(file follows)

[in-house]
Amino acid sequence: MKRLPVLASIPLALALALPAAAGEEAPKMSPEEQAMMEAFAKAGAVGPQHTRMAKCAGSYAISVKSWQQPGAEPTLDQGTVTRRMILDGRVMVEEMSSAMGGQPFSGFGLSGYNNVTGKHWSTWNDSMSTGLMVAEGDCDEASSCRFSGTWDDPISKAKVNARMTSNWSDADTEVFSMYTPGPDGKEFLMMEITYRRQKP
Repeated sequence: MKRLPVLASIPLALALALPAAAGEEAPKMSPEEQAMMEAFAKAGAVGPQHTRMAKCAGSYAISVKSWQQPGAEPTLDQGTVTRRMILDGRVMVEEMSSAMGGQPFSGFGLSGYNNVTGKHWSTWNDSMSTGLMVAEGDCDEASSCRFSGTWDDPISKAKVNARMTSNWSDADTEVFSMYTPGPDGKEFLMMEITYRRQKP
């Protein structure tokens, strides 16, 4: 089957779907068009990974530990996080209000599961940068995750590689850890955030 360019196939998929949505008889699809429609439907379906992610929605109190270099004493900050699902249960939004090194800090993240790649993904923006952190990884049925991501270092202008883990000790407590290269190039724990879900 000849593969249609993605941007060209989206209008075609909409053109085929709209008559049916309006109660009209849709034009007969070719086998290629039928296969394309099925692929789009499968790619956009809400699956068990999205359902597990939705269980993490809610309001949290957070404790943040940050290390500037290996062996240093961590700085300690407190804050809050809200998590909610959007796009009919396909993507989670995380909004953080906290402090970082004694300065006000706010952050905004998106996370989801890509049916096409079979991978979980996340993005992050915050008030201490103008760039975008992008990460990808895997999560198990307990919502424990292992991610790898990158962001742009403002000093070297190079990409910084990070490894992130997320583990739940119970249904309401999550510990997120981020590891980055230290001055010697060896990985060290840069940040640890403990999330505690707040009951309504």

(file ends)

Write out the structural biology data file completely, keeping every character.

[in-house]
Amino acid sequence: MKRLPVLASIPLALALALPAAAGEEAPKMSPEEQAMMEAFAKAGAVGPQHTRMAKCAGSYAISVKSWQQPGAEPTLDQGTVTRRMILDGRVMVEEMSSAMGGQPFSGFGLSGYNNVTGKHWSTWNDSMSTGLMVAEGDCDEASSCRFSGTWDDPISKAKVNARMTSNWSDADTEVFSMYTPGPDGKEFLMMEITYRRQKP
Repeated sequence: MKRLPVLASIPLALALALPAAAGEEAPKMSPEEQAMMEAFAKAGAVGPQHTRMAKCAGSYAISVKSWQQPGAEPTLDQGTVTRRMILDGRVMVEEMSSAMGGQPFSGFGLSGYNNVTGKHWSTWNDSMSTGLMVAEGDCDEASSCRFSGTWDDPISKAKVNARMTSNWSDADTEVFSMYTPGPDGKEFLMMEITYRRQKP
């Protein structure tokens, strides 16, 4: 089957779907068009990974530990996080209000599961940068995750590689850890955030 360019196939998929949505008889699809429609439907379906992610929605109190270099004493900050699902249960939004090194800090993240790649993904923006952190990884049925991501270092202008883990000790407590290269190039724990879900 000849593969249609993605941007060209989206209008075609909409053109085929709209008559049916309006109660009209849709034009007969070719086998290629039928296969394309099925692929789009499968790619956009809400699956068990999205359902597990939705269980993490809610309001949290957070404790943040940050290390500037290996062996240093961590700085300690407190804050809050809200998590909610959007796009009919396909993507989670995380909004953080906290402090970082004694300065006000706010952050905004998106996370989801890509049916096409079979991978979980996340993005992050915050008030201490103008760039975008992008990460990808895997999560198990307990919502424990292992991610790898990158962001742009403002000093070297190079990409910084990070490894992130997320583990739940119970249904309401999550510990997120981020590891980055230290001055010697060896990985060290840069940040640890403990999330505690707040009951309504």